Economist Who Predicted the 2008 Housing Crash Says Home Prices Will Drop 15% in 2023
Citing the large disparity between property costs and buyer incomes, market expert Ian Shepherdson believes that home prices may fall another 15% in 2023.
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Shepherdson, the founder and chief U.S. economist of Pantheon Macroeconomics, predicted the eventual housing crash of 2008 in 2005. He recently suggested that the price-income gap, coupled with increased house supply and high mortgage rates, may precipitate a period of continued deceleration of the housing market rather than a significant rebound this year.
In a Jan. 23 analyst note to clients, Shepherdson and Pantheon’s senior U.S. economist, Kieran Clancy, wrote that market uncertainty should continue this year as house prices — while declining every month — remain at an unaffordable level.
According to Business Insider, although down significantly from pandemic levels, home prices now are near the unaffordability levels seen in the early 1980s, per National Association of Realtors’ Housing Affordability Index data.
As Fox Business reported, house prices rose by 2% year-over-year (YoY) in Dec. 2022, to a median price of $372,700 for an existing home. December was the 11th month in a row that saw home sales decrease and yet, according to the NAR, it was the 130th consecutive month of YOY price increases.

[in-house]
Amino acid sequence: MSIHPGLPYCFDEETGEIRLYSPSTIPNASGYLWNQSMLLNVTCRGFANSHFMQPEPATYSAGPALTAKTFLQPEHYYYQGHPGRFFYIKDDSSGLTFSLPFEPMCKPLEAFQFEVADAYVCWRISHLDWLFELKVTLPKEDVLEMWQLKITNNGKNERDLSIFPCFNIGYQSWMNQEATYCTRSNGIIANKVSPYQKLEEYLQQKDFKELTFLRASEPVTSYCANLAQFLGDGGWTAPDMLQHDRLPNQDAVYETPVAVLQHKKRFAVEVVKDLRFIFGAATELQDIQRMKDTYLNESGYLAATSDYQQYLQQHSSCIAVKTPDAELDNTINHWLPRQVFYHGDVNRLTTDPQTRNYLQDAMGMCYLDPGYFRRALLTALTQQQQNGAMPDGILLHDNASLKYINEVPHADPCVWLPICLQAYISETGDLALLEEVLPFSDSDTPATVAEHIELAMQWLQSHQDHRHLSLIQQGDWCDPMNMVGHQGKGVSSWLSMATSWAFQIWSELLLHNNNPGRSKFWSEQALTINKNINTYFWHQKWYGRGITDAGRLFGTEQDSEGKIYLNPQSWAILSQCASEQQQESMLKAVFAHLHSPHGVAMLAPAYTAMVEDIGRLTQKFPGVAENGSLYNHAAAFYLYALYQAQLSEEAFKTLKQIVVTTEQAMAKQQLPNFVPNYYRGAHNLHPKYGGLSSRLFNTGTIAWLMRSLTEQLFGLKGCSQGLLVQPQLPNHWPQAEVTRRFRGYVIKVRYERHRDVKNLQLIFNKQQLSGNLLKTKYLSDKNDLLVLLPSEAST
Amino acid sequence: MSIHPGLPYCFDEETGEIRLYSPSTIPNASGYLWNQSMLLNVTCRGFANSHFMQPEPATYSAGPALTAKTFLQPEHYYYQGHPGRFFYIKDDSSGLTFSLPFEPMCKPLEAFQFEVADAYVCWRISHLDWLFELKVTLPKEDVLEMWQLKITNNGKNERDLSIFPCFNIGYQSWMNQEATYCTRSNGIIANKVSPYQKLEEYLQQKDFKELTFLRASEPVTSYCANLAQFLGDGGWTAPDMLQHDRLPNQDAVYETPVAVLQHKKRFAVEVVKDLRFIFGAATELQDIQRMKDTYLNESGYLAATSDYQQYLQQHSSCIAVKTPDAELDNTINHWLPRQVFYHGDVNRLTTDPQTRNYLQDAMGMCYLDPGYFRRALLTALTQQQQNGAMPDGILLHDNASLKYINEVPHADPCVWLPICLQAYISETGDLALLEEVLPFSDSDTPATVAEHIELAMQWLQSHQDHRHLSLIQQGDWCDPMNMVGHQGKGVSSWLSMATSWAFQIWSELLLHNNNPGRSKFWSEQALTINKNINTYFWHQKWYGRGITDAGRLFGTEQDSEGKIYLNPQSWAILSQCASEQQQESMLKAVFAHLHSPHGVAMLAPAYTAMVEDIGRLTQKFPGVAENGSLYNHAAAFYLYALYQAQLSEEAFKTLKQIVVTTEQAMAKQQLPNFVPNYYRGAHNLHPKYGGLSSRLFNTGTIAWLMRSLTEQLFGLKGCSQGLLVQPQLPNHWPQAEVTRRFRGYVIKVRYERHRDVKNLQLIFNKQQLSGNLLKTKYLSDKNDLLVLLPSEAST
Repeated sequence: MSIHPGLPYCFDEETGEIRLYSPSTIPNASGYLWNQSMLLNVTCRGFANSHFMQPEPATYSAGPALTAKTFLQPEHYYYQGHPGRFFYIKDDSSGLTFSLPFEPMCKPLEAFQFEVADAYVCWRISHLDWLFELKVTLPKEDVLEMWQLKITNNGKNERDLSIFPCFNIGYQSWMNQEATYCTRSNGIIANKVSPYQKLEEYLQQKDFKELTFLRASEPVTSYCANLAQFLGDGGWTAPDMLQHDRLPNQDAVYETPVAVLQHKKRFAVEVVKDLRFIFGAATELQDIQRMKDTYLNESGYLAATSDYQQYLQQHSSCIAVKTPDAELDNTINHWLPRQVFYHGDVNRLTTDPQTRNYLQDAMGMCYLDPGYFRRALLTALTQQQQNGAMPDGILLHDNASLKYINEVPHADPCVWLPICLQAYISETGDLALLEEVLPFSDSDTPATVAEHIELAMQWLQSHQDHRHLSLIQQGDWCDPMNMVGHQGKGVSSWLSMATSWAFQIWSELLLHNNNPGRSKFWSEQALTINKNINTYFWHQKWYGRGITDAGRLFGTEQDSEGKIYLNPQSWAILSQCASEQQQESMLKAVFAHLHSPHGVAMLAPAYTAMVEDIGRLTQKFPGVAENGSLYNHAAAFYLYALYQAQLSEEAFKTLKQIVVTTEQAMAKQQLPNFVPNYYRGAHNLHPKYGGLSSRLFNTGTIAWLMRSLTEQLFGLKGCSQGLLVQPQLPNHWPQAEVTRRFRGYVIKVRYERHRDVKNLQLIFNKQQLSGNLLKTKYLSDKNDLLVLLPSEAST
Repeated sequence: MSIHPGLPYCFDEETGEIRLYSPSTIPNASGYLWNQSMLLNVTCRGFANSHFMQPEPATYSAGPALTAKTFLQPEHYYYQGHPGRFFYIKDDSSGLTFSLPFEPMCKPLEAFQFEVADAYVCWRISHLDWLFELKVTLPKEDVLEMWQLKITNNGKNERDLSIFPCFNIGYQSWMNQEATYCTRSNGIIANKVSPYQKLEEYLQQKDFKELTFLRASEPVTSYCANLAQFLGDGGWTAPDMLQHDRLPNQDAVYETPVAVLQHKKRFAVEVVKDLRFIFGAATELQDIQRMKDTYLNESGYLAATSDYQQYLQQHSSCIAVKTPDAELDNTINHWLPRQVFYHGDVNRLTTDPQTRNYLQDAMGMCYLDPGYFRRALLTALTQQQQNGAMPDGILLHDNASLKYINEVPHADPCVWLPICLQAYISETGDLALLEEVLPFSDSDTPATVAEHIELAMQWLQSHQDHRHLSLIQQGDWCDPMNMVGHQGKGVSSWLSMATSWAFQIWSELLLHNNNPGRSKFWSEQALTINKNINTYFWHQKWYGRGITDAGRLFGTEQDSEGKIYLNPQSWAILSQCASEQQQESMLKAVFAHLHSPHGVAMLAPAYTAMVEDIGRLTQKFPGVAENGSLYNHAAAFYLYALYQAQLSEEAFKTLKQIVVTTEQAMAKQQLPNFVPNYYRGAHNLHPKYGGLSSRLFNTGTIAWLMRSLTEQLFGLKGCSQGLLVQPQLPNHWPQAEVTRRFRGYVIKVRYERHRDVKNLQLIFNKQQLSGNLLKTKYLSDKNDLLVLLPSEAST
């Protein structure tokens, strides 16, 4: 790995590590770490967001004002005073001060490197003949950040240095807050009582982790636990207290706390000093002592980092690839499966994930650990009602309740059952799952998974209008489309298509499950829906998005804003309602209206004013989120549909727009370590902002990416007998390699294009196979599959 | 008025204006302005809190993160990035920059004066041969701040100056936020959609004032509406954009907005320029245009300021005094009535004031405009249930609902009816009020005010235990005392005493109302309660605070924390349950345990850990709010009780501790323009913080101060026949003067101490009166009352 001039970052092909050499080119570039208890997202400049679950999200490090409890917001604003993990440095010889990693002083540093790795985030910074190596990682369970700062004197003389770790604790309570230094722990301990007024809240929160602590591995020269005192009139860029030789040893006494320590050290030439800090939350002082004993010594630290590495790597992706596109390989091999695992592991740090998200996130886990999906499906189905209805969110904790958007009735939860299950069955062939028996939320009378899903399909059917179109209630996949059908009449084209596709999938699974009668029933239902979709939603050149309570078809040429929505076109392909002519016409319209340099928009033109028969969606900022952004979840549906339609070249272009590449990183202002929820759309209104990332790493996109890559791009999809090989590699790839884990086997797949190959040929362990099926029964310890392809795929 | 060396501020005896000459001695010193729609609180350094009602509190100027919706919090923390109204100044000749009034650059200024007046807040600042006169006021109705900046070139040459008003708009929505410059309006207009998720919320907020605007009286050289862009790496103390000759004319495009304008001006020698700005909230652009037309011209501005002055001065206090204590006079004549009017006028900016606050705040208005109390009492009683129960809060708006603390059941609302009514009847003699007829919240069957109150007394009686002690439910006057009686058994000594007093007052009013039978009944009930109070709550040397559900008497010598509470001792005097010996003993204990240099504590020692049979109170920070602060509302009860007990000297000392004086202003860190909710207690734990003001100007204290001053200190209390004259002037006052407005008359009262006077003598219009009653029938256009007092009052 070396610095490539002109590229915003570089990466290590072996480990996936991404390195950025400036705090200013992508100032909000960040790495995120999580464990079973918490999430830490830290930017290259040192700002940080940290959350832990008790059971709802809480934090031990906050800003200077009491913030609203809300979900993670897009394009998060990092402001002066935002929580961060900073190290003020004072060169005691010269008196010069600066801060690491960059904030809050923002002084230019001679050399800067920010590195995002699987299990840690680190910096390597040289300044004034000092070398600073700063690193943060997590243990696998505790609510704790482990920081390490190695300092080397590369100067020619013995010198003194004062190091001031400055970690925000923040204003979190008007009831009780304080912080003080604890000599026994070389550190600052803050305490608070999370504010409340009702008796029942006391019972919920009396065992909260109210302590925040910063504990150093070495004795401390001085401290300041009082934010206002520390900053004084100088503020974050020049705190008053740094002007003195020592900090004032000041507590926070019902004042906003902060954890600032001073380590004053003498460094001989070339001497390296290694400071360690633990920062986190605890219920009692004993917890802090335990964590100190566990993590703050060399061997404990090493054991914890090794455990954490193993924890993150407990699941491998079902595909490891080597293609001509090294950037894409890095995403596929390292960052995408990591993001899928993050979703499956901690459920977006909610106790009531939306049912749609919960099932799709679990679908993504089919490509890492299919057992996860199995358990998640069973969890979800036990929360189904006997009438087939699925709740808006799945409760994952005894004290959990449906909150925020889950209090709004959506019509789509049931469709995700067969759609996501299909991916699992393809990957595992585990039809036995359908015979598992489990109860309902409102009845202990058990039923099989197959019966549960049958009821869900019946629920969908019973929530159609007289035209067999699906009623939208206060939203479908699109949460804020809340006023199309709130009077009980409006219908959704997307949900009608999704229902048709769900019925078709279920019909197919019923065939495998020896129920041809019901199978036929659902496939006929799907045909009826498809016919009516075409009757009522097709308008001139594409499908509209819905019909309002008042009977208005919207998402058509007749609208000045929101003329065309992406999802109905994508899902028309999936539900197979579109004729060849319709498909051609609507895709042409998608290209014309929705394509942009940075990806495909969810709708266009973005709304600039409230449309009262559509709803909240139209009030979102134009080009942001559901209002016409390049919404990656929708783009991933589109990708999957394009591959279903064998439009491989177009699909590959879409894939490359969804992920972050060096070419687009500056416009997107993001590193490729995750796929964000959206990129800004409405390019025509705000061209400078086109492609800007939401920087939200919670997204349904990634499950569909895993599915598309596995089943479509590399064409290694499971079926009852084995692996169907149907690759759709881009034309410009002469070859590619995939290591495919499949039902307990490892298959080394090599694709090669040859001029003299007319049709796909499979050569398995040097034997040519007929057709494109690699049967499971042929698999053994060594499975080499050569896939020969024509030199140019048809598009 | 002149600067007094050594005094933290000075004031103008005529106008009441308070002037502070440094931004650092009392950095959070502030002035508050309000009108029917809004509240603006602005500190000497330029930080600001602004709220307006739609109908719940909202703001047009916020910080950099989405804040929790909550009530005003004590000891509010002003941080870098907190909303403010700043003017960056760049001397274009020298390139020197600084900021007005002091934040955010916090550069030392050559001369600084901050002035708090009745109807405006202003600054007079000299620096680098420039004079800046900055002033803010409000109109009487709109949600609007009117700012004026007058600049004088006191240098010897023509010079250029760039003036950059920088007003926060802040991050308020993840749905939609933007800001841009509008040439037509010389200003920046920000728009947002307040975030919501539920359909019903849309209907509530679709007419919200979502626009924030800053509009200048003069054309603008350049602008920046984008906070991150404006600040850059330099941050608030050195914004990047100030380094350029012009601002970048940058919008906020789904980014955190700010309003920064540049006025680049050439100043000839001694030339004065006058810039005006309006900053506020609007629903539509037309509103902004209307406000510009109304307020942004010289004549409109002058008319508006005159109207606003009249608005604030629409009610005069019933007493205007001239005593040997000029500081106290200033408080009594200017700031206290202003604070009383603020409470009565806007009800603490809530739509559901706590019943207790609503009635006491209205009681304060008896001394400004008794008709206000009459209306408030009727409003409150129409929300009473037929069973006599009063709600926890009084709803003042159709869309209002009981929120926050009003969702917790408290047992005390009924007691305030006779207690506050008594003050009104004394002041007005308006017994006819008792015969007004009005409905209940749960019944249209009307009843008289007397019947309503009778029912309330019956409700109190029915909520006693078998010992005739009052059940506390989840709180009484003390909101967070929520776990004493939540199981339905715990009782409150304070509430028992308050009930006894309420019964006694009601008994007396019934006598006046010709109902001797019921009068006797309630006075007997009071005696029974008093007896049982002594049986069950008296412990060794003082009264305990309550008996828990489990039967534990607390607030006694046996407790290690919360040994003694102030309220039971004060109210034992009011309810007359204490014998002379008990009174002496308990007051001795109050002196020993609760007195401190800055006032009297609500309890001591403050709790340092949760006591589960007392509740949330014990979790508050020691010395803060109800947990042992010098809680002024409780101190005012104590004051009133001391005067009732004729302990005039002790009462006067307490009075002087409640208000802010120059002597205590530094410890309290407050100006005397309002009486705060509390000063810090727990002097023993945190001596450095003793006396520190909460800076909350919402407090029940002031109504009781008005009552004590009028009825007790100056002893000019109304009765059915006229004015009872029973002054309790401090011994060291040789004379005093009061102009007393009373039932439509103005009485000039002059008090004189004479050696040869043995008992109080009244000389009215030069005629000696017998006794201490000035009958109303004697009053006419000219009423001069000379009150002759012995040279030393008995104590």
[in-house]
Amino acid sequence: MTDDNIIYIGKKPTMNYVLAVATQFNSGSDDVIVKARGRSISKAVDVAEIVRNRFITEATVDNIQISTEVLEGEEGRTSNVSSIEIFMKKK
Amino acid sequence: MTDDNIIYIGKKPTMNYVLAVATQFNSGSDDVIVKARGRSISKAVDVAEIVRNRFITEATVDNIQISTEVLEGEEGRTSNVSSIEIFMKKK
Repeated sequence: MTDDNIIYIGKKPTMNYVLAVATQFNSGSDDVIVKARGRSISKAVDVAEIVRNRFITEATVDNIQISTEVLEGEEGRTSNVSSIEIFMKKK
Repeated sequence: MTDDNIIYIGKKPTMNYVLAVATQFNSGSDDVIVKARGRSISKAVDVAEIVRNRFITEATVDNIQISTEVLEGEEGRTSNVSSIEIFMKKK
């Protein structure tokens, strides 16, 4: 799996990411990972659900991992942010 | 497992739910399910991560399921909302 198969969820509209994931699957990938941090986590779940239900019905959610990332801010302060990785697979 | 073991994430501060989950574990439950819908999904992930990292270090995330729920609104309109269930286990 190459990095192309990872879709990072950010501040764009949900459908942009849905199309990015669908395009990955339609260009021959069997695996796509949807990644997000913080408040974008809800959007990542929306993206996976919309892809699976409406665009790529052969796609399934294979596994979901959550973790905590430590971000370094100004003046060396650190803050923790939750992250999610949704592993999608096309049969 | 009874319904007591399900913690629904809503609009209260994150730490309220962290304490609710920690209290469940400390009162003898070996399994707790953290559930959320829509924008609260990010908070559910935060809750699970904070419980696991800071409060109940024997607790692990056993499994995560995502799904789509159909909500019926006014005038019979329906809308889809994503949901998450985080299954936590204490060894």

“Mortgage rates have fallen by 93bp [basis points] since late October, and demand looks to be rebounding — modestly — after collapsing last year,” read Shepherdson and Clancy’s Pantheon note. “To be clear, any rebound in sales from here will be small; monthly payments for a new buyer of an existing home have fallen, but were still up 54% year-over-year in December.”
In a client statement written in Oct. 2022, Shepherdson stated he saw “no floor in sight” for declines in house sales but was optimistic that continued price drops would eventually help to balance out the market sometime in 2023.
“But prices have to fall substantially in order to restore equilibrium; the supply curve for housing is not flat, so the plunge in demand will drive prices down,” he said. “We expect a drop of 15-to-20% over the next year, in order to restore the pre-Covid price-to-income ratio.”
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Other experts have echoed this line of thought, with KPMG analysts suggesting a possible 20% decline in prices and Goldman Sachs and Morgan Stanley predicting 6.1% and 4% drops, respectively, this year.
“The sharpest declines for the US housing market are now behind us,” read a Goldman Sachs team research note. With regard to mortgage rates, the team added, “Since reaching 20-year highs of over 7% in October, mortgage rates have fallen by a percentage point, causing our housing affordability index to recover very slightly.”
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